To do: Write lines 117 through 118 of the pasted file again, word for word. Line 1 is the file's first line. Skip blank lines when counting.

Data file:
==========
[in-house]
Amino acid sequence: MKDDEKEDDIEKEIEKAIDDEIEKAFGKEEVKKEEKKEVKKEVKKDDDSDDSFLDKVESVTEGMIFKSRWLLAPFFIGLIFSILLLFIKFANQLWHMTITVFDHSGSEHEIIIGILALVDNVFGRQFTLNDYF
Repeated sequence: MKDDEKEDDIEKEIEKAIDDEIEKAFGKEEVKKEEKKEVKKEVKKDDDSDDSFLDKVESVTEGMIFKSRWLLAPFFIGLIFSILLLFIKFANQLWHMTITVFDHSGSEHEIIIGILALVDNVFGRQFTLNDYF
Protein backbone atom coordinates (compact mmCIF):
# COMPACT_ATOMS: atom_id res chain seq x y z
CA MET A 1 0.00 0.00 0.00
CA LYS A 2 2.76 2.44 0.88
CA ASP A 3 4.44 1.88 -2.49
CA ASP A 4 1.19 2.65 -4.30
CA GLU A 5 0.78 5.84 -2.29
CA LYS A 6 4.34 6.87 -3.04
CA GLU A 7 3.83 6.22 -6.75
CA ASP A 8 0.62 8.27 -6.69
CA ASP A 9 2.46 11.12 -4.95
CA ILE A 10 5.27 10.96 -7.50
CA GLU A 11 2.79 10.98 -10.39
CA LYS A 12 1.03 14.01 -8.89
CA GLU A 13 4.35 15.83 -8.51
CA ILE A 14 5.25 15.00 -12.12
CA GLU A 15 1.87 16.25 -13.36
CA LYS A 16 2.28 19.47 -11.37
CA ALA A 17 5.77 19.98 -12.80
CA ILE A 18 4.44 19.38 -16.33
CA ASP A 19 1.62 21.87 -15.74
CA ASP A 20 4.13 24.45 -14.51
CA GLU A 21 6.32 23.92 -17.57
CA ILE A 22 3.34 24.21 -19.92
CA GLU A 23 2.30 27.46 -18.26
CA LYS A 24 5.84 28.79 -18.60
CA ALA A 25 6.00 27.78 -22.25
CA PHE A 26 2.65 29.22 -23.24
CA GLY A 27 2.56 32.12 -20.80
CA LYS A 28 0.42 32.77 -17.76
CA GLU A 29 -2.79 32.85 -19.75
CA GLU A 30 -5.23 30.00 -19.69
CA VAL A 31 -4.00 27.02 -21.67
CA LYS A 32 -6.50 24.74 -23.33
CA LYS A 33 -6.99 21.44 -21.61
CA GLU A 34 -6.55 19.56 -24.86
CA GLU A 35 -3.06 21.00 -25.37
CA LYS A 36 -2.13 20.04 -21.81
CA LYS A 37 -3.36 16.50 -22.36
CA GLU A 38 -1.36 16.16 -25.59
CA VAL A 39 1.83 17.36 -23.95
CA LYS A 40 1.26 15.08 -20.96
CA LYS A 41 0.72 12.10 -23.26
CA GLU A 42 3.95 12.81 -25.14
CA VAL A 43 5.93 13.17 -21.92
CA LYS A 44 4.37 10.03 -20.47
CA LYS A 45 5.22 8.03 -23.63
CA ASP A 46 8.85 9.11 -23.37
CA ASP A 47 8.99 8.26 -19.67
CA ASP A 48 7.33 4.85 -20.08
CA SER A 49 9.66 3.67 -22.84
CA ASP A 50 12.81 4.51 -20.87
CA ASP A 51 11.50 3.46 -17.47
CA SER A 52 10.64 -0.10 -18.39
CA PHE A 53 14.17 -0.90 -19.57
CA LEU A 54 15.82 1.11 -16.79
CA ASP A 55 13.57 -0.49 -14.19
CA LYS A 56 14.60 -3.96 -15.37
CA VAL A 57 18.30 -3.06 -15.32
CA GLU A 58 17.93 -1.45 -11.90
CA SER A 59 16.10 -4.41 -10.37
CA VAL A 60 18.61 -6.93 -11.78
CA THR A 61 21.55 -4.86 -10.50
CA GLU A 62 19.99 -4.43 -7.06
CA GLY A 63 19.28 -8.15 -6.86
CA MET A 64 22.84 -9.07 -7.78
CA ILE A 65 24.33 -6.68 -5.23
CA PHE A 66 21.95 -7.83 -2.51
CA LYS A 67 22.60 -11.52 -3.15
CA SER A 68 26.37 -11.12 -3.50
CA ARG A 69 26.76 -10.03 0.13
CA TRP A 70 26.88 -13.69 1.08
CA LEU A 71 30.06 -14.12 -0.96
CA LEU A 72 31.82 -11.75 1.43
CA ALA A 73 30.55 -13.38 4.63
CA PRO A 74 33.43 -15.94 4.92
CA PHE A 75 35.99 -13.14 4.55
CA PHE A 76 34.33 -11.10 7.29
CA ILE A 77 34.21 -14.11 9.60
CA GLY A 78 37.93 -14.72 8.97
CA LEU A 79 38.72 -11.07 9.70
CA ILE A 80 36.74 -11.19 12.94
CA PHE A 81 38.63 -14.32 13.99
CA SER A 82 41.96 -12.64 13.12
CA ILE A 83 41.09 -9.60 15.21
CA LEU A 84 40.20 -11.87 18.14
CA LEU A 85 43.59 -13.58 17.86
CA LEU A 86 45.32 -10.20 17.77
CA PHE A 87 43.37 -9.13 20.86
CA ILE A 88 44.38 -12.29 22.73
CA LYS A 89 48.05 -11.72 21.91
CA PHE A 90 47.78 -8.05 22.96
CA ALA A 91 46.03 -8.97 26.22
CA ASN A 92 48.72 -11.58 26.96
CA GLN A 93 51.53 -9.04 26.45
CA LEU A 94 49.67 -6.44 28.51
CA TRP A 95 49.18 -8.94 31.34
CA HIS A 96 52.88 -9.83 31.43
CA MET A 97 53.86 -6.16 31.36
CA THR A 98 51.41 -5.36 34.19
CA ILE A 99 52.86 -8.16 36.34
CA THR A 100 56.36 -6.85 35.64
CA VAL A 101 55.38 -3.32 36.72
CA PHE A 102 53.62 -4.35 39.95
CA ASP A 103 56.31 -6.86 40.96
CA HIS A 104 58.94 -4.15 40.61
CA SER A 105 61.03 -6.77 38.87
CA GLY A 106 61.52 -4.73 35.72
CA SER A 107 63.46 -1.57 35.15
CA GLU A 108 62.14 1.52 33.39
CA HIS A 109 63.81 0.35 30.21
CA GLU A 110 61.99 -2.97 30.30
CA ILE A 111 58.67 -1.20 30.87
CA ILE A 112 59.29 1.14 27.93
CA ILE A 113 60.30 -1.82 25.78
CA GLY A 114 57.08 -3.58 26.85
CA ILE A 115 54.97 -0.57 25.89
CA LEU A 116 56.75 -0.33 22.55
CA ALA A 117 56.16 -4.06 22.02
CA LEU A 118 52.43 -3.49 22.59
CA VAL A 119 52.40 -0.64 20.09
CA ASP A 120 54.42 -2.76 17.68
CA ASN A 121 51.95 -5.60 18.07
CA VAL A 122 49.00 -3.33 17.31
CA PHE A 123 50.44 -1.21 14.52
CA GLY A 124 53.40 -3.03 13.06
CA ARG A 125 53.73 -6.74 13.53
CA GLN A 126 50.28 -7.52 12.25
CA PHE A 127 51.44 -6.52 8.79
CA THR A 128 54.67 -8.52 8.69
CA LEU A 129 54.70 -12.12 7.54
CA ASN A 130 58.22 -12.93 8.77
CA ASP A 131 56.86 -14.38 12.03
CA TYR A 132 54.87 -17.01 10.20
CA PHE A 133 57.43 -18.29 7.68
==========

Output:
CA ILE A 112 59.29 1.14 27.93
CA ILE A 113 60.30 -1.82 25.78